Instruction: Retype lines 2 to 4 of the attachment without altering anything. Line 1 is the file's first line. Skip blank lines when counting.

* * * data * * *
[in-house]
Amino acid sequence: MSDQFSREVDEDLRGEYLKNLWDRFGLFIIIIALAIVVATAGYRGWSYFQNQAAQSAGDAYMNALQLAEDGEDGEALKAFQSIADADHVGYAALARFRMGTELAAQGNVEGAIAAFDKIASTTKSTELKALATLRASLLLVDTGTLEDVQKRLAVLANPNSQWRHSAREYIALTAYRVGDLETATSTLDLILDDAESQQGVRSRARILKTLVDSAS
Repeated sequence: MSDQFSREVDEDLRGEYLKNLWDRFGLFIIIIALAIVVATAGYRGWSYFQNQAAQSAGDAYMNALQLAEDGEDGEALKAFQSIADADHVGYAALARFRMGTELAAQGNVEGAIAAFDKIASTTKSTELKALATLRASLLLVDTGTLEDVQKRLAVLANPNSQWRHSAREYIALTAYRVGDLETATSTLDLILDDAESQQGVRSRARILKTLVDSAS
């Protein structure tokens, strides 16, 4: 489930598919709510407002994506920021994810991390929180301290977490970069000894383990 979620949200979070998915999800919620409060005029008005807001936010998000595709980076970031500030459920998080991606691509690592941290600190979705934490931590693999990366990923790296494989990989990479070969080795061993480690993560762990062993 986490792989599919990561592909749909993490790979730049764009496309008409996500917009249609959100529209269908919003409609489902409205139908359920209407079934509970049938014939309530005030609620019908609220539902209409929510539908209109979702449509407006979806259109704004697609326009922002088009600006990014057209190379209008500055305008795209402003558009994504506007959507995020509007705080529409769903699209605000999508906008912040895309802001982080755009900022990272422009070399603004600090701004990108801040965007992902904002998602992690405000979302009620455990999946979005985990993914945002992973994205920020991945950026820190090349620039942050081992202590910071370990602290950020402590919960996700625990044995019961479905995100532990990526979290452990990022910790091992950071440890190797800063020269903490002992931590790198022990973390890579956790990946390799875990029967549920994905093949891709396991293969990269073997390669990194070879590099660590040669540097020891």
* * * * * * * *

Amino acid sequence: MSDQFSREVDEDLRGEYLKNLWDRFGLFIIIIALAIVVATAGYRGWSYFQNQAAQSAGDAYMNALQLAEDGEDGEALKAFQSIADADHVGYAALARFRMGTELAAQGNVEGAIAAFDKIASTTKSTELKALATLRASLLLVDTGTLEDVQKRLAVLANPNSQWRHSAREYIALTAYRVGDLETATSTLDLILDDAESQQGVRSRARILKTLVDSAS
Repeated sequence: MSDQFSREVDEDLRGEYLKNLWDRFGLFIIIIALAIVVATAGYRGWSYFQNQAAQSAGDAYMNALQLAEDGEDGEALKAFQSIADADHVGYAALARFRMGTELAAQGNVEGAIAAFDKIASTTKSTELKALATLRASLLLVDTGTLEDVQKRLAVLANPNSQWRHSAREYIALTAYRVGDLETATSTLDLILDDAESQQGVRSRARILKTLVDSAS
């Protein structure tokens, strides 16, 4: 489930598919709510407002994506920021994810991390929180301290977490970069000894383990 979620949200979070998915999800919620409060005029008005807001936010998000595709980076970031500030459920998080991606691509690592941290600190979705934490931590693999990366990923790296494989990989990479070969080795061993480690993560762990062993 986490792989599919990561592909749909993490790979730049764009496309008409996500917009249609959100529209269908919003409609489902409205139908359920209407079934509970049938014939309530005030609620019908609220539902209409929510539908209109979702449509407006979806259109704004697609326009922002088009600006990014057209190379209008500055305008795209402003558009994504506007959507995020509007705080529409769903699209605000999508906008912040895309802001982080755009900022990272422009070399603004600090701004990108801040965007992902904002998602992690405000979302009620455990999946979005985990993914945002992973994205920020991945950026820190090349620039942050081992202590910071370990602290950020402590919960996700625990044995019961479905995100532990990526979290452990990022910790091992950071440890190797800063020269903490002992931590790198022990973390890579956790990946390799875990029967549920994905093949891709396991293969990269073997390669990194070879590099660590040669540097020891």